By Daryl Coats

“The Spirit itself beareth witness with our spirit, that we are the children of God: … the Spirit itself maketh intercession for us with groanings which cannot be uttered”
Romans 8:16,26

– some thoughts on why the King James Bible refers to the Holy Spirit as “itself” in Romans 8:16 and 26

A brother in Christ once asked,

“Why is `itself’ correct here [in Romans 8:16]? I know that it is, but I don’t know why it is grammatically.”

Like this brother, I have no doubt that what I read in Romans 8:16 is exactly the text as God wanted me to have it, and though I’m not absolutely certain of His reasons for doing so, I have considered several things about the grammatical use of “itseIf’ in this verse.

Pronouns in the King James Bible

First, pronouns are not always used in the King James Bible as they are used in “‘contemporary” (that is, degenerated) English. Notice that in the very first chapter of the Bible-the very first time it appears, in fact-the word “his” is used where nowadays most folks would say “its”:

“… the fruit tree yielding fruit after his kind, … herb yielding seed after his kind, … and every winged fowl after his kind, … the living creature after his kind, … the beast of the earth after his kind: …” (Genesis 1:11,12,21,24).

Furthermore, it is obvious in Genesis 1 that God sometimes uses “his” and “itself” interchangeably to refer to the same object:

“And God said, Let the earth bring forth grass, the herb yielding seed, and the fruit tree yielding fruit after his kind, whose seed is in itself, upon the earth: and it was so. And the earth brought forth grass, and herb yielding seed after his kind, and the tree yielding fruit, whose seed was in itself, after his kind: and God saw that it was good” (Genesis 1:11-12).

Just as God used “his” and “itself” interchangeably to refer to plants in Genesis 1, so also He used “he” and “itself” interchangeably to refer to the Holy Spirit in Romans 8:26-27:

“the Spirit itself maketh intercession for us … he maketh intercession for the saints.”

“It” in the King James Bible

Second, Romans 8 isn’t the only place in the Bible where “it” is used to refer to a person; in Luke 9:39, for’ example, a devil is referred to as “it”-and like the Holy Ghost, this devil is a spirit as opposed to a flesh and blood entity:

“And, 10, a spirit taketh him, and he suddenly cried out; and it teareth him that he foameth again, and bruising him hardly departeth from him.”

Yet notice that in passages such as Mark 1:26 and Luke 11:24-26, a devil is also referred to as “he.”

“And when the unclean spirit had torn him, and cried with a loud voice, he came out of him” (Mark 1:26).

“When the unclean spirit is gone out of a man, he walketh through dry places, … he saith, … and when he cometh, he findeth it swept and garnished. Then goeth he forth, and taketh to him seven other spirits, more wicked than himself: …” (Luke 11 :24-26).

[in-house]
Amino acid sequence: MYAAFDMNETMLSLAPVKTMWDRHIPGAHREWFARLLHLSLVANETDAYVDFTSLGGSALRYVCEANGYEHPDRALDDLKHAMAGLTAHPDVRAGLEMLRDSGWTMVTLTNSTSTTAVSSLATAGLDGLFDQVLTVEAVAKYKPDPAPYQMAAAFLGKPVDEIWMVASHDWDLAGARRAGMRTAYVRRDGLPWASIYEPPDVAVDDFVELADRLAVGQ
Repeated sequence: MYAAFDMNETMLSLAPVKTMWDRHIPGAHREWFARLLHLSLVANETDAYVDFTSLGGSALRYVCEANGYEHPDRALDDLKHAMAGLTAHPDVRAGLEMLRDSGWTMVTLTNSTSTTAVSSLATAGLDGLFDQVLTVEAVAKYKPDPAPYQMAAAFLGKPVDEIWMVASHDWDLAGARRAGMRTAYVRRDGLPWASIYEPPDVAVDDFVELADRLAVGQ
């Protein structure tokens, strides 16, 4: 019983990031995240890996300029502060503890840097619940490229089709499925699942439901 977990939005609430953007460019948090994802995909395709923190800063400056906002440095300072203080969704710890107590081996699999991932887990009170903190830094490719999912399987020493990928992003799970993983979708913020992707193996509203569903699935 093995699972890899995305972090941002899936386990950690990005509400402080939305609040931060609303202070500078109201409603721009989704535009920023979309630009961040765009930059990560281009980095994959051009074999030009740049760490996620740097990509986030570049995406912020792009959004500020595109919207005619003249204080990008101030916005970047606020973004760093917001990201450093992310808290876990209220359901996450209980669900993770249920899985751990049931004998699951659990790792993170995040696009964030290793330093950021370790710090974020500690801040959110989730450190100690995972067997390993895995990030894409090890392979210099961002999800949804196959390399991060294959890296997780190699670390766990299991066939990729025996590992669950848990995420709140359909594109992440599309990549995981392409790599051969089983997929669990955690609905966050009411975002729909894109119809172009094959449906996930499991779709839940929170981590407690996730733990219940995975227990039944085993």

And in a passage such as Mark 9:18-22 (a parallel passage to Luke 9:39), a devil is referred to as both “it” and “he”:

“And wheresoever he taketh him, he teareth him: … and when he saw him, straightway the spirit tare him, … And ofttimes it hath cast him into the fire, …”

Again we see that God sometimes uses “he” and “it” interchangeably to refer to the same object.

The History of “It”

Third, centuries ago “it” and “itself” were used quite differently from the way “contemporary” speakers and writers use them. (The dative [indirect object] form of “it” used to be “him,” for instance.)

According to the Oxford English Dictionary (OED), “itself” originally could be used to emphasize or limit a noun-to mean something like “that very” or “alone”; furthermore, in earlier times,

“It also occurred] where he, she, or that would now be preferred. [Compare the] F[rench] c’est [and the] Ger[man] es ist.”

The OED also notes that

“When the antecedent is the subject of a clause which precedes the relative [pronoun], it may be used of persons as well as things.”

In addition, the OED mentions that even in contemporary English, “it” can be used to refer to a person:

“As a nominative of to be, it refers to the subject of the thought, attention, or inquiry, whether impersonal or personal, in a sentence asking or stating what or who this is.”

Of course, Bible believers already knew this, because they had read passages such as Mark 6:50:

“… Be of good cheer: it is I; be not afraid.”

“Grammatical Gender”

Finally, if you’ve studied another language, you know that some languages utilize grammatical gender instead of sexual gender. English was such a language until the 16th century, and according to the OED, the changes in English gender were “not yet complete in the beginning of the 17th c[entury]” when the A V 1611 was produced.

In the New Testament, the English word “Spirit” is used to translate a neuter Greek noun, and as the OED points out, “it” is “the proper neuter pronoun of the third person sing [ular, u]sed originally of any neuter [subject]”; as such, the word “may refer … to any thing or person mentioned.”


God used “itself” in Romans 8 both to emphasize and to clearly define the role ofthe Holy Spirit in our lives. The “very same Spirit” described in verses 11-16 is the One Who alone makes intercession for us.

Daryl R. Coats
October 2003

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